Tools to Make Reliable Marketing Decisions I

Part 1 of 3

By Daniel A. Bobrow, MBA (University of Chicago) & MBA (K.U.L. Belgium)

We have identified seven essential steps to successfully implement any dentistry marketing strategy. These are:

1. Identify Your Objectives
2. Determine Your Budget
3. Perform and Evaluate Your Benefit/Cost Calculations
4. Select Your Target & Frequency
5. Select Design and content
6. Schedule (depending on the strategy), Printing, Ad Placements or Media Buys
7. Implement Program Tracking Systems

In this Issue, we address Identifying Objectives and Determining Your Budget.

There are two general categories that best describe objectives for most dental practices. The first category is to increase the volume of new patients. For example, if your office is presently generating an average of 40 new patients per month and, based on your available capacity and other considerations, you could comfortably absorb an additional 50% per month, your objective might be stated as:

“Increase the number of new patients by an average of 20 per month.”

The word ‘average’ is italicized to emphasize that the actual increase will probably vary from month to month. Concentrating on the average increase over time keeps the dentist and staff from getting preoccupied with what is happening from month to month, and focus instead on the trend over time.

The second category of objectives is a change in the composition of your patient base. For instance, you may want to change the patient mix from 60% fee for service and 40% insurance-based to 30% and 70% respectively. Or, you may want to attract more patients desiring a specific procedure e.g. cosmetic, implant, etc. Whatever objective you choose, make it as specific as possible, and commit it to writing. Remember: when you do not know where you are going, any road will take you there.

Once you have agreed on your objective, you’ll next want to Determine Your Budget. This involves 1). calculating how many (depending on your selected strategy) mailers, impressions, or placements are necessary to achieve your objective, 2). determining your unit cost (cost per mailer, impression, or placement), 3). multiplying 1 and 2, and 4). adding any one-time (usually referred to as set up) costs.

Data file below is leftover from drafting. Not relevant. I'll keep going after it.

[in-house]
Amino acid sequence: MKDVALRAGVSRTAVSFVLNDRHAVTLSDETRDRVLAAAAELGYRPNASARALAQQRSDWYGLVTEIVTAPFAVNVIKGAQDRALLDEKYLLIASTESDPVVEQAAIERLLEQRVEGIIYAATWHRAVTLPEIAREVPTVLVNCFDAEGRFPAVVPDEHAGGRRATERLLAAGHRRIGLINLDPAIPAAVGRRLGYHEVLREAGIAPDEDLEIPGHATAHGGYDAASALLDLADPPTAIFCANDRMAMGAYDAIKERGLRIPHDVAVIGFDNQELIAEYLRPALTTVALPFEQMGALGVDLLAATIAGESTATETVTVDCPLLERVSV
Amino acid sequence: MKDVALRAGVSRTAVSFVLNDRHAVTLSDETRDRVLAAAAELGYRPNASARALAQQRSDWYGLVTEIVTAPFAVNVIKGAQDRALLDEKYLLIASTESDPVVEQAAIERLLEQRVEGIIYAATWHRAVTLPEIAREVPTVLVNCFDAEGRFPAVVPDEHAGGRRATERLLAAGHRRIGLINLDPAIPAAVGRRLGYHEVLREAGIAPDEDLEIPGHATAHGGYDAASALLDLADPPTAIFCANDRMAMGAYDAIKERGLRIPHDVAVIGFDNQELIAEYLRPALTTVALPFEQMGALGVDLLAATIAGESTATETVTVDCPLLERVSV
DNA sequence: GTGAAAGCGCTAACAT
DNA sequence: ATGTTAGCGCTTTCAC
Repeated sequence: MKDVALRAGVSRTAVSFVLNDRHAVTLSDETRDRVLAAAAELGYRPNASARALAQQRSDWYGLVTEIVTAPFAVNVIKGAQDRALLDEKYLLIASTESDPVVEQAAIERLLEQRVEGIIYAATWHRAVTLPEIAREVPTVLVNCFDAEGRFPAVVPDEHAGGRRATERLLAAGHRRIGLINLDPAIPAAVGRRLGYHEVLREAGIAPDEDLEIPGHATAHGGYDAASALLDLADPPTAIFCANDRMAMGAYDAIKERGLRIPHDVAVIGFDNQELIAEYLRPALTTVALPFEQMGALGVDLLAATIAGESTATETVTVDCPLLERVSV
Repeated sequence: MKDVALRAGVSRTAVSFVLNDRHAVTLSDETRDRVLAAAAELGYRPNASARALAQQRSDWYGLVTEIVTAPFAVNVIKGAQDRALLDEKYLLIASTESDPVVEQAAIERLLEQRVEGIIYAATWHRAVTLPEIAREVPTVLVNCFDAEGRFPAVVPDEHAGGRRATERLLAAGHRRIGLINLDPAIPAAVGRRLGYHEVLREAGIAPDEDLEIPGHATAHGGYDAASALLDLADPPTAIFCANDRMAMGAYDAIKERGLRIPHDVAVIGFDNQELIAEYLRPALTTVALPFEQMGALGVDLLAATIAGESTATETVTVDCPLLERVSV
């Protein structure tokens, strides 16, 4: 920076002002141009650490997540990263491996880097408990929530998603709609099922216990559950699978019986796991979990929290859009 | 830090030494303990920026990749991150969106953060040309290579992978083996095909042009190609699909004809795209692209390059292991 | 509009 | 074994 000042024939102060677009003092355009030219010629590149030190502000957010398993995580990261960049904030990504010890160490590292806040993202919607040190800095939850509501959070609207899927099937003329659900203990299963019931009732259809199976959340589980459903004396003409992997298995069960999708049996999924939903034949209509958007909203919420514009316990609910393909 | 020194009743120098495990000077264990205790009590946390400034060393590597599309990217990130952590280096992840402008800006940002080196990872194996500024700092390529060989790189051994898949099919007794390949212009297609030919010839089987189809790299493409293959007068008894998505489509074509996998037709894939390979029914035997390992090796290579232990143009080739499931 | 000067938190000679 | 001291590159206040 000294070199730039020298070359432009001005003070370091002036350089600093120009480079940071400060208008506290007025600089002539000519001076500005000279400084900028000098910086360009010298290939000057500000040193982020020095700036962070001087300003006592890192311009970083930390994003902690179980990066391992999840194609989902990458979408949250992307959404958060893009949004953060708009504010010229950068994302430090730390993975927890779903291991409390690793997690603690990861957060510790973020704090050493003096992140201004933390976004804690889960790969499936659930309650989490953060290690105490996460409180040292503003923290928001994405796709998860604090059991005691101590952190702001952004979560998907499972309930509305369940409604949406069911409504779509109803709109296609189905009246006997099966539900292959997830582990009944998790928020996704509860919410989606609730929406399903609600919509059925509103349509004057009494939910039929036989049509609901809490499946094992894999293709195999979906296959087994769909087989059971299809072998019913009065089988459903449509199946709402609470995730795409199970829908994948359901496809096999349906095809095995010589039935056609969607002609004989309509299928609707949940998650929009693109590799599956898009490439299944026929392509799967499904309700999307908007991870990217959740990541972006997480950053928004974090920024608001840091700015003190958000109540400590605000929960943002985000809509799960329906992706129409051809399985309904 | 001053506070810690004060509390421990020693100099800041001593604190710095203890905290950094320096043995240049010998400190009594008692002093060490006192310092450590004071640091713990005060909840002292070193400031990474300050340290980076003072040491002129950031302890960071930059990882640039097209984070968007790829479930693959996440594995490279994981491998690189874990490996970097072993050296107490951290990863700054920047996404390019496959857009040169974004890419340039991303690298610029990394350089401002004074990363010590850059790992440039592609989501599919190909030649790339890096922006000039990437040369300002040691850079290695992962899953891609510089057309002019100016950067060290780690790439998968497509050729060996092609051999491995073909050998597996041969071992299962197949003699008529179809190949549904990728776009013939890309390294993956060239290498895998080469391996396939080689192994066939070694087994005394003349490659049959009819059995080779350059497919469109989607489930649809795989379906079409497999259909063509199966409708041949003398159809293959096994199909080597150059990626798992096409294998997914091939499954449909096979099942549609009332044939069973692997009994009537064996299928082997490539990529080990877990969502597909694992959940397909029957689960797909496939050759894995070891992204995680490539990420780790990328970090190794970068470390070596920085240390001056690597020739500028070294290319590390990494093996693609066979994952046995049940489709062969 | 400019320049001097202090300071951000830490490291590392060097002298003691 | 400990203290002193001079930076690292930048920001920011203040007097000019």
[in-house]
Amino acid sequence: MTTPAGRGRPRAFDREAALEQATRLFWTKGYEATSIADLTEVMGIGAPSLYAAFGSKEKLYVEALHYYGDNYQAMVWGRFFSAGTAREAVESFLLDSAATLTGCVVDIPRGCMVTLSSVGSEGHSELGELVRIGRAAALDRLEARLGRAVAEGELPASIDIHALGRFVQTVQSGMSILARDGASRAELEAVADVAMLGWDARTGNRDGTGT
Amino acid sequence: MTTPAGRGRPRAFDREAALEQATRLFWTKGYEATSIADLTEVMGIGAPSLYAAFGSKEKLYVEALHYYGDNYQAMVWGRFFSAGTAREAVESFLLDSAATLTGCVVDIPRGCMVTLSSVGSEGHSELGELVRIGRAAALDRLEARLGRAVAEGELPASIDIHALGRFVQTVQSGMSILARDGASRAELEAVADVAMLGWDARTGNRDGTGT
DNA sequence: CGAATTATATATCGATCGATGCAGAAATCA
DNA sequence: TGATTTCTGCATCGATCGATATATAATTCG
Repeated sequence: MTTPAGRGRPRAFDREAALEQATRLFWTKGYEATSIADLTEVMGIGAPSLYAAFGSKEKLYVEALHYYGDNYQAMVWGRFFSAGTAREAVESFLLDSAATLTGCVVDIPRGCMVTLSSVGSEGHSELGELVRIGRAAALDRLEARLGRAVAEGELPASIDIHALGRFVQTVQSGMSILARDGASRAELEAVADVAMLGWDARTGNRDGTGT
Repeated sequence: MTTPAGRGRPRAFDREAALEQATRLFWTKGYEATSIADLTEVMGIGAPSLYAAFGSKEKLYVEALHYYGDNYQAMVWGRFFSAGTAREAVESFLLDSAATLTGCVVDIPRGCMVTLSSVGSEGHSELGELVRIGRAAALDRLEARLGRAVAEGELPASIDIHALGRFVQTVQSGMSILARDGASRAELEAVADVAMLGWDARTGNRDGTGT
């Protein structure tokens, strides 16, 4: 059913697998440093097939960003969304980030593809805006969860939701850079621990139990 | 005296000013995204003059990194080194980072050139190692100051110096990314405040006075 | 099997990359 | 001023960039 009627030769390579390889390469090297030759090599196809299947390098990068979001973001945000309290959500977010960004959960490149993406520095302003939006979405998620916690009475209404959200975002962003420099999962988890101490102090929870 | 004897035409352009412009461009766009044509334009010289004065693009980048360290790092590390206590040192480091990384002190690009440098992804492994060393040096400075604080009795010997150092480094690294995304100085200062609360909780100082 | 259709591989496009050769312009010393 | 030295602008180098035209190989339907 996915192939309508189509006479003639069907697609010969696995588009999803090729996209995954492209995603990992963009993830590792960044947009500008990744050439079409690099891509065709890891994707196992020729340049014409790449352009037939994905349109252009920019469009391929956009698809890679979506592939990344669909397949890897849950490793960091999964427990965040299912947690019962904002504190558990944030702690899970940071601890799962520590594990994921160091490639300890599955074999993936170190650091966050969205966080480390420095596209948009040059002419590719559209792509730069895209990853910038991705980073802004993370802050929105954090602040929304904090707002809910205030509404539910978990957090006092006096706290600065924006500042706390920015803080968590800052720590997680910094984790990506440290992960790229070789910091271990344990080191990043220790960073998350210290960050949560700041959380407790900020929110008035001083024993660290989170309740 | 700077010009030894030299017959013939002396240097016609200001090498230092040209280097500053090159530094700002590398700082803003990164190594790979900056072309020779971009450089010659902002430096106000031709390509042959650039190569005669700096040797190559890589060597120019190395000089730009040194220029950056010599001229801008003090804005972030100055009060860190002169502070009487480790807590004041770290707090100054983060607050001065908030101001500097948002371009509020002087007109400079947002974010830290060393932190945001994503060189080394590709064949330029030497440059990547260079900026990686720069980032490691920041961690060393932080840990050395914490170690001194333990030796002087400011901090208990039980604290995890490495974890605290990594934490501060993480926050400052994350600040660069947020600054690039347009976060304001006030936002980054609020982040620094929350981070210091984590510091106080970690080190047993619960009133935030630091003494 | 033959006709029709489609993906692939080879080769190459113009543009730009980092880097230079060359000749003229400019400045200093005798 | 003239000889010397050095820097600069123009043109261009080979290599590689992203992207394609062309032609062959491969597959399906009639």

Let’s say you want to add 10 new patients per month to your practice. A reasonable expected response rate to a mailing for new patients is about .25 to .3%. Therefore, (choosing the conservative response rate) the number of mailers per month you will need to send is 4,000 (10/.0025).

To calculate unit cost (using dental direct mail marketing as an example), you’ll need to factor the cost of your mailing list, design, printing, fulfillment (letter shop), and postage. Depending on what and how (type of postage) you mail, your unit cost can range anywhere from twenty five cents to over a dollar. Let’s assume it’s fifty cents. Your monthly budget, then, is $2,000 (4,000 mailers times $.50).

In the next Issue of STS, we’ll move to the next step in crafting a winning marketing strategy, namely, performing benefit/cost, patient acquisition cost, and other marketing feasibility calculations, as well as Selecting Target & Frequency, and Design & Content..


Daniel A. ‘Danny’ Bobrow,

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